A federal court has ruled that a former biology teacher may sue the San Francisco Roman Catholic Archdiocese over the sexual harassment she endured at one of its schools. U.S. District Court Judge William H. Orrick found that Kimberly Bohnert had “a triable case” against the archdiocese for its alleged failure to address the harassment. Read more
Controversy has erupted over a meeting Pope Francis had with Rowan County, Ky., Clerk Kim Davis during his September visit to Washington, D.C., with some church officials claiming the event was brief and was not intended to express support for her.
The Rev. Frederico Lombardi “confirmed the meeting, but declined to elaborate on it. He said he ‘did not deny that the meeting took place, but I have no other comments to add,’” The New York Times reported. Lombardi also confirmed the meeting to Buzzfeed News. Read more
A New Jersey town withdrew its official sponsorship of an event that featured a live online video broadcast of a papal mass after receiving a complaint from Americans United.
Cape May, N.J., had planned to show a live stream of Pope Francis’ Sept. 27 public mass in Philadelphia at a government-owned building, the Cape May Convention Hall. Tickets for the event were also distributed at city hall. Read more
A right-wing legal group has accused Americans United of anti-Catholicism because the organization spoke out against the diversion of tax money for religious purposes during Pope Francis’ recent visit to the United States. Read more
For the past few days, my inbox has been overflowing with emails about Peoria Bishop Daniel Jenky.
The Roman Catholic prelate last week wrote a letter that he ordered all priests in his Peoria, Ill., diocese to read during services over the weekend. The missive purports to offer guidance about tomorrow’s election. Read more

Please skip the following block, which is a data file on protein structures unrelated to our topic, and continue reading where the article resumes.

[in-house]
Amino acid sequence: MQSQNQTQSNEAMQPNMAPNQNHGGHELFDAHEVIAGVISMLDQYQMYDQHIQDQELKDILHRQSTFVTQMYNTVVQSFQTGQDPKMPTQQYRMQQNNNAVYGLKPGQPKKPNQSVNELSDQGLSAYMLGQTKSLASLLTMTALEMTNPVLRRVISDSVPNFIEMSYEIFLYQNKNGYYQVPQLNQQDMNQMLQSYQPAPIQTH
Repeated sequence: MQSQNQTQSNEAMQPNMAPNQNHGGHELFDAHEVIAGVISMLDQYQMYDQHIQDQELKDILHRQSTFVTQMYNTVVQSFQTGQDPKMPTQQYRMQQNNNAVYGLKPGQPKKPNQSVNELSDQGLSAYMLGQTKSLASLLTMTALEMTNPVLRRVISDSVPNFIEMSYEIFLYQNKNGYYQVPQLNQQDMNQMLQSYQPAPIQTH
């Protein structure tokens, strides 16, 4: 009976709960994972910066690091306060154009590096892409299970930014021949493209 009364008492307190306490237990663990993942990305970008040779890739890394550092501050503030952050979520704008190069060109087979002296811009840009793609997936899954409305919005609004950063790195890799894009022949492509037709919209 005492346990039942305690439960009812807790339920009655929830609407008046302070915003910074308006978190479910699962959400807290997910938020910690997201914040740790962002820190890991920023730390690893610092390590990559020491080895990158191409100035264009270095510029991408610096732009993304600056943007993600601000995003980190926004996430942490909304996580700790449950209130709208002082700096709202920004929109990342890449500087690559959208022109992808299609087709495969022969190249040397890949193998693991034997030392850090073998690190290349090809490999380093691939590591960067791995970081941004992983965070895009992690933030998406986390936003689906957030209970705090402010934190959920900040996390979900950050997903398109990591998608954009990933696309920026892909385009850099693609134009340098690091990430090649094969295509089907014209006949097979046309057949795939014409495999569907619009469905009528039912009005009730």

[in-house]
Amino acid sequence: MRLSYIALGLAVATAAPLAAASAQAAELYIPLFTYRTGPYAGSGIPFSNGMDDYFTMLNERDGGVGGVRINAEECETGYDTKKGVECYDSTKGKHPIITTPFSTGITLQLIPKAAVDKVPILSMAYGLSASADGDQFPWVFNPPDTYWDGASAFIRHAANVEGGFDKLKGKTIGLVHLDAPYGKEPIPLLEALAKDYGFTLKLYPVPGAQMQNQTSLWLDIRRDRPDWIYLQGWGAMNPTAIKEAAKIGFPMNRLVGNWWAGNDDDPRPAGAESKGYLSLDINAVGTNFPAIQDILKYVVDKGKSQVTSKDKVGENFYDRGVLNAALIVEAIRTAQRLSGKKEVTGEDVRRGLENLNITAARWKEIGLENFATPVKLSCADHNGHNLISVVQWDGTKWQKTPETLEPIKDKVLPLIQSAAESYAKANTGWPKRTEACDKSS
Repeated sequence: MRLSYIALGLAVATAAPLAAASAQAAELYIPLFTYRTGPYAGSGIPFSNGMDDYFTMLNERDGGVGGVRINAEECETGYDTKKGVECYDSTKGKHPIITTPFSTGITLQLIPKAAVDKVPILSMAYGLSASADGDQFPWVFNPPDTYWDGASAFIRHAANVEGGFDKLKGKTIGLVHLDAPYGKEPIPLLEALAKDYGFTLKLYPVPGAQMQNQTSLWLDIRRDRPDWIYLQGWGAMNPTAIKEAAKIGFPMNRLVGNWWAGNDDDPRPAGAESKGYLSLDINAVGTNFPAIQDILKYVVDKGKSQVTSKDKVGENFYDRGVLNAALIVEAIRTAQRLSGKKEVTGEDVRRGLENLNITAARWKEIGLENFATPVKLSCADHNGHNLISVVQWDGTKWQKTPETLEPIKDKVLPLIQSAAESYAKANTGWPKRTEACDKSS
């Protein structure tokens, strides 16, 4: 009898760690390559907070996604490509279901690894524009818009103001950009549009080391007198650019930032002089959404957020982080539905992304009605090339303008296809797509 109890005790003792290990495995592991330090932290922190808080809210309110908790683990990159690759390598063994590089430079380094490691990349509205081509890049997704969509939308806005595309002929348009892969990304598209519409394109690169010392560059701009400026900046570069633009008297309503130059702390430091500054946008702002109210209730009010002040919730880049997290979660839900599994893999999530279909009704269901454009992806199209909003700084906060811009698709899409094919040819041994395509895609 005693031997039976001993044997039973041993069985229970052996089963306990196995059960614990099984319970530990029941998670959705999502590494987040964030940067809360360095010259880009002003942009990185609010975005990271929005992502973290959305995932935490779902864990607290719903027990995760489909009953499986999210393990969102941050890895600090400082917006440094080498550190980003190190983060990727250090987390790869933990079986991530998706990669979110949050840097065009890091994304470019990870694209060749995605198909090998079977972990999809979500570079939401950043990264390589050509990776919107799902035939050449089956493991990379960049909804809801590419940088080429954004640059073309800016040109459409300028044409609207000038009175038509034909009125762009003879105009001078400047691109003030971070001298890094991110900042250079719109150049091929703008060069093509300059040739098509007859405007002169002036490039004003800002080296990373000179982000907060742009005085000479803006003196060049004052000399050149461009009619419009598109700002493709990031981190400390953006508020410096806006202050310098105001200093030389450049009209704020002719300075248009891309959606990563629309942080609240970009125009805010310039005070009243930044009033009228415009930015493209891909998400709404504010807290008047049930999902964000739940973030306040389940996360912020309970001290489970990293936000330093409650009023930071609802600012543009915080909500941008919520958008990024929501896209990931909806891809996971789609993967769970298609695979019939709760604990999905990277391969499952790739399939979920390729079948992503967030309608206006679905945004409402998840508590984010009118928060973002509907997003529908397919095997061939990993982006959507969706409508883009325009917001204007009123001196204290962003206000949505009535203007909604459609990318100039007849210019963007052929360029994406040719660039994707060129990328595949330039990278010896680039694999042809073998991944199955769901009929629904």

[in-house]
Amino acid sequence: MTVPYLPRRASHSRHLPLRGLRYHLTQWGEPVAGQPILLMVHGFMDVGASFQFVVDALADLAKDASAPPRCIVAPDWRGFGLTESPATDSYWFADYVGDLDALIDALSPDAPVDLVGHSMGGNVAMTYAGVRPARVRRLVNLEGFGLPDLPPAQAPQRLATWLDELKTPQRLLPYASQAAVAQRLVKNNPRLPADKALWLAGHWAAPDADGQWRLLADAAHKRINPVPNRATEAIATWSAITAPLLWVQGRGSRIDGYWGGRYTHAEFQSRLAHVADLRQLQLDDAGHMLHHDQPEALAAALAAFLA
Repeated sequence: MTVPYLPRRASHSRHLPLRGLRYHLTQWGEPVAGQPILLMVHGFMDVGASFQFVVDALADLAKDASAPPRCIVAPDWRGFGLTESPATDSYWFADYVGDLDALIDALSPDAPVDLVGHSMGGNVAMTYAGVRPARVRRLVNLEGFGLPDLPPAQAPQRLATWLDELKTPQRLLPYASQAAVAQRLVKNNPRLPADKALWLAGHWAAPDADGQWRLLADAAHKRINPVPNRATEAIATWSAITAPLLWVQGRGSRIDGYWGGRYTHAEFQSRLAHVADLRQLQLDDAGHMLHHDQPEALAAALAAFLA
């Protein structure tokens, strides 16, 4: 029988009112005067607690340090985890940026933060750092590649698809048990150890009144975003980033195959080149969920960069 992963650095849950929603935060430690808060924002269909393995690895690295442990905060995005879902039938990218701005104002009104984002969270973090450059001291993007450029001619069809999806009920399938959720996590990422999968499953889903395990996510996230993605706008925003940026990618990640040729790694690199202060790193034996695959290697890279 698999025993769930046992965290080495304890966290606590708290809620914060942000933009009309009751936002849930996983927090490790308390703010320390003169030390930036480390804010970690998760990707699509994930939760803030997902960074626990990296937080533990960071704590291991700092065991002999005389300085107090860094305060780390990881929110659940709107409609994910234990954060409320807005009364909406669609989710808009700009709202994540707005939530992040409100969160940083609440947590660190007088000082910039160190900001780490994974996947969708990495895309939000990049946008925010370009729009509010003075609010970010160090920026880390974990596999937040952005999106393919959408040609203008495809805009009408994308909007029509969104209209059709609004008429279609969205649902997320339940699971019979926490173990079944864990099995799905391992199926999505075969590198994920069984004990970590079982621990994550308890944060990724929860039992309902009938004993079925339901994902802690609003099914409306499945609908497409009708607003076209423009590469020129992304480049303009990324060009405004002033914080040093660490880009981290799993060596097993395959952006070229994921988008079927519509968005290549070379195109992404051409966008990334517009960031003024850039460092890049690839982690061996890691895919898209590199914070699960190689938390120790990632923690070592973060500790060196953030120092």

Every morning, it seems, I pick up The Washington Post and read another article or column about President Barack Obama’s decision to require employers to provide free coverage of birth control in their health insurance plans.
The move, announced on Jan. 20 by the Department of Health and Human Services, has sparked some controversy because, while it exempts houses of worship, it doesn’t exempt church-related institutions. Thus, church-owned hospitals, colleges and other entities will have to buy insurance plans for their employees that include contraceptive coverage. Read more
There has been a lot of talk about medical care lately, especially in light of the House of Representatives’ recent vote to repeal the health care plan. Americans United doesn’t take a stand on that law, but there are aspects of this discussion that are of interest to our organization. Read more
For several years now, Americans United and other groups have spoken out against religious hiring bias in taxpayer-funded “faith-based” programs.
The issue to many people might seem like a legal abstraction. That’s why it’s helpful to occasionally have a human face put on the controversy.
Consider the case of Saad Mohammad Ali, a Washington state resident who volunteered for the evangelical Christian agency World Relief for six months. Read more
When I picked up my Washington Post at the breakfast table this morning, the first thing I saw was a blaring headline reading, "Catholic Church gives D.C. ultimatum." All I could think was, "This ought to be good." Read more